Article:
In addition to the diagnostic capabilities of plasma NfL, this study highlights other key factors which should be detailed. Multiple lines of evidence have reported age and CSF NfL as having strong relationships with plasma NfL. While these statements are without-a-doubt true, based on the findings presented herein one cannot simply apply this generalized rule to all age groups and conditions. First, plasma NfL is unequivocally influenced by age but this association is stronger in younger individuals (e.g., <65 years) and, to some degree, the relationship is diminished in older individuals (e.g., >65 years, Supplementary Table 2). This is due to older individuals being more likely to have developed a neurodegenerative condition and these disorders have a different relationship with age; that is, neurodegenerative disorders that typically exhibit higher concentrations of plasma NfL have weaker correlations with age (e.g., FTD). Furthermore, plasma NfL is likely to increase in response to pathologies that manifest in later life (e.g., limbic-predominant age-related TDP-43 encephalopathy, LATE). In our study, the influence of age on NfL is shown in multiple aspects, but most prominently by EOAD patients seemingly being no different from CU adults if no age adjustment is taken into consideration. Our <65-year plasma NfL cutoffs (19.4, 21.5, 30.0 pg/mL) were substantially lower as to compared older cutoffs (38.0, 46.0, 79.20 pg/mL) and when this was applied, EOAD patients had the equivalent rate of abnormal plasma NfL as typical late-onset AD dementia (Fig. 6)—consistent with the reported literature on familial AD43,44. Neurodegenerative disorders with a typically younger age of onset also demonstrated higher rates of abnormal NfL if a < 65-year cutoff was applied (e.g., FTD, MSA) and plasma NfL was shown to be better at identifying neurodegenerative disorders in younger individuals (<65 years) in comparisons to older individuals (Fig. 4). We also observed that age-related cutoffs may be more sensitive to neurodegeneration related to Aβ deposition, although it is clear that recent developments in plasma p-tau181, p-tau217 and p-tau231 would be a superior measures of Aβ and tau pathologies10,11,13,14,19,35,41, as previously mentioned. In individuals <65 years, rates of abnormal plasma NfL were threefold higher in Aβ+ controls as compared to Aβ- controls and also higher in MCI Aβ+ than MCI Aβ−. The influence of Aβ positivity on plasma NfL has been previously described22,45,46,47 however, in our study, this was far more apparent in the younger age groups. It is not guaranteed that Aβ deposition leads to cognitive decline nor is there a linear relationship between Aβ burden and the extent of cognitive impairment; however, when coupled to age-dependent abnormal levels of NfL (a proxy for on-going axonal damage), this may indicate those at a far greater risk. This is further supported by the very low rate of false positives of plasma NfL in Aβ− controls but also in patients with depression and PD which are likely to be Aβ−. We have also demonstrated that the plasma-to-CSF relationship of NfL is dependent on the condition. While the majority of cognitive impairment disorders and parkinsonian disorders display a strong relationship between plasma and CSF NfL, VaD, and CBS/PSP have a nonsignificant and weak relationship (Supplementary Results 3). This is an important consideration when using plasma NfL to infer CSF NfL levels.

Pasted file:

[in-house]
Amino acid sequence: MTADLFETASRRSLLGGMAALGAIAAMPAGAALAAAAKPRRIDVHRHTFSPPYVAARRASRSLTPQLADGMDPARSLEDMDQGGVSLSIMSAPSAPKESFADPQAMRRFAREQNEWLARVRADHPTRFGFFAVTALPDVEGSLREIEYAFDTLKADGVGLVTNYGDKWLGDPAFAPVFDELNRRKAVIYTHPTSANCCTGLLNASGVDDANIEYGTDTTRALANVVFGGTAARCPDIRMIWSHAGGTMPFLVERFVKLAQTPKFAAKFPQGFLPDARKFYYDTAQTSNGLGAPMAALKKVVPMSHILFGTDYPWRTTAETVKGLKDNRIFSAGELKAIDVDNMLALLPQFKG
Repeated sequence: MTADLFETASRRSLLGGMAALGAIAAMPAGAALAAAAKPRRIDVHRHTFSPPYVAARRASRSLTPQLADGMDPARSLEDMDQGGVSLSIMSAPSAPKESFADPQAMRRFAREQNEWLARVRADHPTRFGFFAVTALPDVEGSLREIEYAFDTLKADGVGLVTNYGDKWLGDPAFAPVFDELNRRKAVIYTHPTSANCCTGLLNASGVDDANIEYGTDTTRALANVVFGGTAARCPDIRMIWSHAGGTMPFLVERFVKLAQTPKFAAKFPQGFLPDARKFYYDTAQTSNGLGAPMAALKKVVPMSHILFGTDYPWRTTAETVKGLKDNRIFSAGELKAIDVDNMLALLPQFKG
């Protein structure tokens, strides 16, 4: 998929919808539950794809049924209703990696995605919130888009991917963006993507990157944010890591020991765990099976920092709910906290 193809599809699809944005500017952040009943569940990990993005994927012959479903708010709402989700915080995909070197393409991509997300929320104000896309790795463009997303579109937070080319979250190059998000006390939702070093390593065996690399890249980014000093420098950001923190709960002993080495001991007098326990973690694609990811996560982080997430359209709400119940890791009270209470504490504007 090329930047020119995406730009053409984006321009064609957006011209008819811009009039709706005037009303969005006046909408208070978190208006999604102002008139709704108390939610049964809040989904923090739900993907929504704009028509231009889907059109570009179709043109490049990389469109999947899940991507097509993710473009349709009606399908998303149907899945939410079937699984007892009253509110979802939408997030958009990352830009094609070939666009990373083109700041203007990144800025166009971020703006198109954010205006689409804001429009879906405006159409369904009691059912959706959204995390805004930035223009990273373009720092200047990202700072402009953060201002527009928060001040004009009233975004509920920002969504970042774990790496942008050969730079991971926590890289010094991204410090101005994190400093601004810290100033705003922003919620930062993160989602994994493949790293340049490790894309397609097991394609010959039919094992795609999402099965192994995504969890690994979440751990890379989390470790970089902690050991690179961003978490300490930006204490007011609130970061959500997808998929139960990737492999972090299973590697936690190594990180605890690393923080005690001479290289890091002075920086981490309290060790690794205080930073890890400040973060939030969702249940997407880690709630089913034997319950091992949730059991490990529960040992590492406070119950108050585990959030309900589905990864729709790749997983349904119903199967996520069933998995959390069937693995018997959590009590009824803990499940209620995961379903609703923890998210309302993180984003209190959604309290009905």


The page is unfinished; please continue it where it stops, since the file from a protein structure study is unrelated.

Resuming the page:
Our study has limitations. Although this study was performed in 2269 individuals, in certain diagnostic categories and comparisons, it was underpowered. Several neurodegenerative diseases included in this study, such as DS and atypical parkinsonian disorders have a relatively small number of participants. However, although our sample size was small in these groups, we were able to show with excellent accuracy and effect sizes the differentiation between CU and disorders but also within neurodegenerative disorders which may be clinically challenging. In this study, no neuropathological confirmation of any individual was available and only Aβ burden was indexed in CU, SCD, MCI, and AD. Therefore, despite being very well clinically characterized, there may be some diagnostic uncertainty attributed the non-AD dementias. Furthermore, we do acknowledge that a number of some of the disorders included in this study are likely to be at an advanced disease stage given that a clinical diagnosis had been assigned—therefore, we cannot determine how well NfL identifies these disorders in the earlier stages of the disease. Unlike many putative plasma biomarkers that have preceded it measurements of plasma NfL are robust. In this study, we have technically demonstrated a very high correlation in the measurements of plasma NfL using two different assays on the Simoa platform, which were performed in independent laboratories. However, it must be noted that absolute concentrations of plasma NfL differed between assays and therefore platform dependent cutoffs would need to be calculated in the likelihood of multiple methodologies to measure NfL in blood in the future. Despite being a multicenter study, this has not influenced our results. This has been shown by (i) the very high level of replication between the two cohorts, even when applying a concentration derived in KCL and tested in Lund and (ii) CU participants provided by multiple centers having similar concentrations of plasma NfL despite varying preanalytical procedures.